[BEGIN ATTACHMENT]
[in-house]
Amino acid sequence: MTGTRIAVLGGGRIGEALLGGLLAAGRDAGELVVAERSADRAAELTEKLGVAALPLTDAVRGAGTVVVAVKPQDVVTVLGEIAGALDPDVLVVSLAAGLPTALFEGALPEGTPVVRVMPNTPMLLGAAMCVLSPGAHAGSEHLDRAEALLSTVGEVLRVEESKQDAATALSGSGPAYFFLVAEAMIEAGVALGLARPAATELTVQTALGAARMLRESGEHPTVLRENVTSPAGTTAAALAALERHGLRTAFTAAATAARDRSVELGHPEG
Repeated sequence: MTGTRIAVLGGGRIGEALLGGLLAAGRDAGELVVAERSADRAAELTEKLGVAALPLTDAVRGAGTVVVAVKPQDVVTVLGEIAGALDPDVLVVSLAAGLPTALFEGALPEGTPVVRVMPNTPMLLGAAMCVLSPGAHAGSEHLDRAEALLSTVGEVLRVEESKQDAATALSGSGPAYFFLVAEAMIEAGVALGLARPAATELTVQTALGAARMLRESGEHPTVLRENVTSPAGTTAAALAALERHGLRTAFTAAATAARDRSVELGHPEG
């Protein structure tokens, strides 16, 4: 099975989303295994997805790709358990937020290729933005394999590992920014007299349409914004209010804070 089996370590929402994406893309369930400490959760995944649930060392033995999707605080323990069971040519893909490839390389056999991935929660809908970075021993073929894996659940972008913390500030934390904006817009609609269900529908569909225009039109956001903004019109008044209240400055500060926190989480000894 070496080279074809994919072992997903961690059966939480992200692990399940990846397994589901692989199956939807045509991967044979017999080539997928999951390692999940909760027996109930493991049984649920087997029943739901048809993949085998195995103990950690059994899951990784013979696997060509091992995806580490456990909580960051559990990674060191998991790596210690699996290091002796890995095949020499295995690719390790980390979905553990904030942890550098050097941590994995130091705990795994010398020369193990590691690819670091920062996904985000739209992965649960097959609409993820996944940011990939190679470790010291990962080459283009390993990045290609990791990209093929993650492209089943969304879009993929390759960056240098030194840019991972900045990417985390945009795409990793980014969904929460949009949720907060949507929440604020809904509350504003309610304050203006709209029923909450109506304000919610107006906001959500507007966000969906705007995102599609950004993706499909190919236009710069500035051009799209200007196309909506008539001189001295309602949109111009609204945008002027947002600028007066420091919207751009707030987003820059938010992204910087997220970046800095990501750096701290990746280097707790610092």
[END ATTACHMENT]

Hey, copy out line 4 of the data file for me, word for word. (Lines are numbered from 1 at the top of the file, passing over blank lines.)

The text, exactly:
């Protein structure tokens, strides 16, 4: 099975989303295994997805790709358990937020290729933005394999590992920014007299349409914004209010804070 089996370590929402994406893309369930400490959760995944649930060392033995999707605080323990069971040519893909490839390389056999991935929660809908970075021993073929894996659940972008913390500030934390904006817009609609269900529908569909225009039109956001903004019109008044209240400055500060926190989480000894 070496080279074809994919072992997903961690059966939480992200692990399940990846397994589901692989199956939807045509991967044979017999080539997928999951390692999940909760027996109930493991049984649920087997029943739901048809993949085998195995103990950690059994899951990784013979696997060509091992995806580490456990909580960051559990990674060191998991790596210690699996290091002796890995095949020499295995690719390790980390979905553990904030942890550098050097941590994995130091705990795994010398020369193990590691690819670091920062996904985000739209992965649960097959609409993820996944940011990939190679470790010291990962080459283009390993990045290609990791990209093929993650492209089943969304879009993929390759960056240098030194840019991972900045990417985390945009795409990793980014969904929460949009949720907060949507929440604020809904509350504003309610304050203006709209029923909450109506304000919610107006906001959500507007966000969906705007995102599609950004993706499909190919236009710069500035051009799209200007196309909506008539001189001295309602949109111009609204945008002027947002600028007066420091919207751009707030987003820059938010992204910087997220970046800095990501750096701290990746280097707790610092």